Top 4 Tips On Ultra-Wide Swing Arc, Davis Love III
Davis Love III, during the 1990’s was one of the top 10 driving distance leaders on the PGA Tour. His tall and lean physique gave him a great advantage over most average men. The great thing about Davis Love III is that he used solid fundamentals and his ability to create a wide arc to produce his envious power.
Love III won the 1997 PGA Championship and owns over 20 PGA Tour wins. Though he’s now in his 50’s and his long career is winding down, he still swings the same today as he did 20 years ago. His golf swing remains effortless and if you’ve had the chance to see him play in person, the pace of his game is worth emulating in every manner.
To achieve a wide arc like Davis Love III just follow some of the tips below.
We’ve seen the image a million times. The one where railway tracks are used to describe the relationship between target line (where the ball lies) and feet alignment. That image can now be helpful to you in attaining a wide swing arc.
If you have alignment sticks you can certainly re-create the look of the railway tracks by simply putting a stick down along your feet and one just above the golf ball on the target line. If you do not have alignment sticks you can simply use two golf clubs. The idea of this drill is take two or three slow practice swings moving the club away from the target and keeping the club face perpendicular to the top alignment stick. Ideally the V created by your arms should not break down in the first quarter of the golf swing. The width created in the takeaway is imperative to maintaining a wide arc throughout the swing. After a couple slow practice swings emphasizing the takeaway along the railway track you may progress to hitting a few balls before returning back to practicing the takeaway.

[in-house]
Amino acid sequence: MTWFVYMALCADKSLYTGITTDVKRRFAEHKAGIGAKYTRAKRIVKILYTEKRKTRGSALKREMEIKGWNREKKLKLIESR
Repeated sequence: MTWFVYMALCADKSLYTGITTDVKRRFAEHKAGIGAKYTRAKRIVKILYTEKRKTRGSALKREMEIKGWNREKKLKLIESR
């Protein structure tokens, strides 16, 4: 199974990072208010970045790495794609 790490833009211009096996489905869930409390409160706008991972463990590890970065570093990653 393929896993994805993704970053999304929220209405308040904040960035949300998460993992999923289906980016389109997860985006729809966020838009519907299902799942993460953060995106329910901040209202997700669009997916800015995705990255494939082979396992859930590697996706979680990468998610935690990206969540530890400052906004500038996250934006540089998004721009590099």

Almost any golfer in history whose golf swing was wide had a very consistent trait of a low and slow takeaway. In Tip #1 we talked about the taking the club away straight back along the target line. Now we need to ensure the takeaway remains low and begins with a nice tempo.
To have a nice wide takeaway in your golf swing, it needs to happen smooth and in one piece. A great drill for this is simply to place a golf ball directly behind your club at address and proceed to slowly push the ball back along the target line. If you see the ball move inside the target line, it means your takeaway was too far on the inside. This will result in the narrowing of the golf swing and a loss of width. The idea is to have the ball move straight back along the target line. It’s recommended that you try this drill two or three times before you do it and hit a golf ball. When done correctly, this drill will give you a great feeling of a smooth yet wide one piece takeaway.
The lead arm in golf refers to the left arm in right handed golfers and the right arm in left handed golfers. Often we see a broken down lead arm, which signifies a narrow swing. One of the major technical aspects to swinging the club with an ultra-wide swing arc is to have a straight lead arm from address to the top of the swing. This straight arm ensures that the same width is achieved throughout the backswing. If there’s a bending of this lead arm, it means the swing has become narrow and will need a compensating move and extreme timing for solid contact.
To help establish a straight lead arm, the first thing to accomplish is to create a straight line relationship at your set up between the shaft of the club and your lead arm. This is very easy to check by using a mirror or having a friend check during practice. Next, when you start your swing make sure the takeaway is initiated by the arms and not your hands. If the lead arm can remain solid, this will also alleviate the tendency to cast your club on the downswing.
Finally, if we don’t have the height of Davis Love III, we can certainly try and emulate his set up position. Davis stands very upright with a tall posture. If you’re the type of player that swings a little flat or around your body, try standing slightly closer to the ball with a taller posture. Next, as you get to the top of your swing, try and reach to the sky and create more space between your hands and shoulder. Lastly, we want to make sure our ball position is moved up slightly to allow for the wider swing and eventual change in timing.